5. While we can derive some amount of data from looking to the past to see what Paleolithic man ate, we cannot assume that this diet would be our optimal diet. Yes, there are all kinds of lifespan charts and such being used to prove that Paleo man was healthier than the peoples that came in the following agricultural societies, but there are SO MANY factors at play that make oversimplifying this data dangerous—-the effects of living in massively larger population groups, living with animals, more sedentary lifestyles, diet limited by growing conditions… you see my point. Do I think that eating a grain-based diet changed the health of people? Yes. But not necessarily as much initially as in the last 100 years—new research is showing that the grains we’re growing now bear little resemblance to the grains grown even 100 years ago—they now contain more gluten proteins than ever before. Some scientists think this may be the reason for the increasing rates of Celiacs disease and people with gluten intolerances and autoimmune related diseases. The point is, unless someone can prove that Paleolithic man had perfect health, free from disease, and that this can be chiefly attributed to their diet only, I’m not going to romanticize the way people ate 30,000 years ago. They ate that way because that’s what there was to eat. That does not translate into “we’re designed to eat that way”.
I don’t need my dietary lifestyle to have an agenda, and I certainly don’t need it to take on any dogmatic religious zealotry. It’s food. It’s fuel. It should make us feel better, not worse. It would be nice if it were simple, but interaction with other living organisms (ie, eating food) is complex. While it’s tempting to get all earth goddess on this and think that all of Mother Nature’s bounty is wholesome and nourishing, it’s just not true. Just about everything that you eat has both nutrients and toxins. We have livers for a reason. We cook, ferment, cure, and sprout foods for a reason. No food is 100% perfect for us all the time.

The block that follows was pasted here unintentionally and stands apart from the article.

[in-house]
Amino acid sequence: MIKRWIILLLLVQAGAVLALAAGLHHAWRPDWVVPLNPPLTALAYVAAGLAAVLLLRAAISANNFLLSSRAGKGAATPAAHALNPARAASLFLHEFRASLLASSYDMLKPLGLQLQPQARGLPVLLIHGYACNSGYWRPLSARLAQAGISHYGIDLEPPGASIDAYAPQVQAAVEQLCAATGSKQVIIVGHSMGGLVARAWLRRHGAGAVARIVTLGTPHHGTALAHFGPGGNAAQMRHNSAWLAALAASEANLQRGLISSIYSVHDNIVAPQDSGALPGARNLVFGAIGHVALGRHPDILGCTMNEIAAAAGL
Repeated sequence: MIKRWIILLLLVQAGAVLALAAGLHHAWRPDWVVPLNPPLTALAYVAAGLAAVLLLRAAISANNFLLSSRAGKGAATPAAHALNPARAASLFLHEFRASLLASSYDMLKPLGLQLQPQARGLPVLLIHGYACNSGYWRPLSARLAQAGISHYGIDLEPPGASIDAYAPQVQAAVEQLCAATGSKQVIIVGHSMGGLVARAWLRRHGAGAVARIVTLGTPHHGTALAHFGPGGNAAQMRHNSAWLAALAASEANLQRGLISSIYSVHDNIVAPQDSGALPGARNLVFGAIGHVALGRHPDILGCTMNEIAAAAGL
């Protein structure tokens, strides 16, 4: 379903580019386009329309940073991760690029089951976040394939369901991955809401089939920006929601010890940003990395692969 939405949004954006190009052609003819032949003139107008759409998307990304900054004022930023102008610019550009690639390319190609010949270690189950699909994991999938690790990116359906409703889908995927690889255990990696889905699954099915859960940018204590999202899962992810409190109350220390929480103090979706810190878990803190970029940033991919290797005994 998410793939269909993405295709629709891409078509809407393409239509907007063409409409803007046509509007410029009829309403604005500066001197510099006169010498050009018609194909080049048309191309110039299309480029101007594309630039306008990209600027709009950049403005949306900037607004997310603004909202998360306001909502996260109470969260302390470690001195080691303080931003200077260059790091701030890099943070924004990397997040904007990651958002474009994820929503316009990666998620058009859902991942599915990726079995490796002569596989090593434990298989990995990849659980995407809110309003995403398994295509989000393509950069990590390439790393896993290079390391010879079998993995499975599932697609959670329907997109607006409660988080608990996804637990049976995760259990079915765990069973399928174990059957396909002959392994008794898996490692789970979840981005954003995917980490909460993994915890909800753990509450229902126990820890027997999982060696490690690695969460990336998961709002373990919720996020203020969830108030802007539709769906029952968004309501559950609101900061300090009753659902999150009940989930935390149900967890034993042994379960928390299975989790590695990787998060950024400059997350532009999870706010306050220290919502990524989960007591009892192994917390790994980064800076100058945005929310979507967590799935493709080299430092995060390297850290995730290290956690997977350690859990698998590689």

So enough of the downside. Here’s why I think Paleo(ish) is a good way to eat:
1. It emphasizes eating fresh, whole, unprocessed foods. On Paleo, there are no junk foods. Not even pretend-healthy junk foods. But a healthy diet is not just taking out the bad stuff. In fact, I would argue that what is added into the diet is even more important that what is taken out of it. There is a lot of evidence to show that many health issues are due to nutrient deficits. Western diets are full of empty calories. On Paleo, you eat very nutrient dense foods. You give your body vitamins and minerals that are often severely lacking in a typical Western diet. Of course you’re going to feel better eating this way!
2. Paleo done right is not a diet. It is a template for a lifelong way to eat healthy.
That’s it! We could go into the whole need for healthy fats, and we could go round and round in circles about animal proteins, but I don’t want to. The reason why I talk about the Paleo template (rather than diet) is because it is incredibly adaptable to your needs. It can be higher protein or higher carb. It can be mostly meat-based or mostly veg-based. There is a lot of room for variations and tweaking to find what makes you feel best. And while a lot of people have done a great job to make it super trendy, complicated, and to make money off of it, at it’s core it is pretty simple. What it really is, is a springboard to better health. At least that’s how I’m choosing to look at it.
The results? I believe that it takes a few months to really start feeling the difference dietary changes can make, good or bad. You can’t know in just a couple weeks if something is working for you or not. Your body needs time to adjust. Here’s my 3 month Paleo low-down: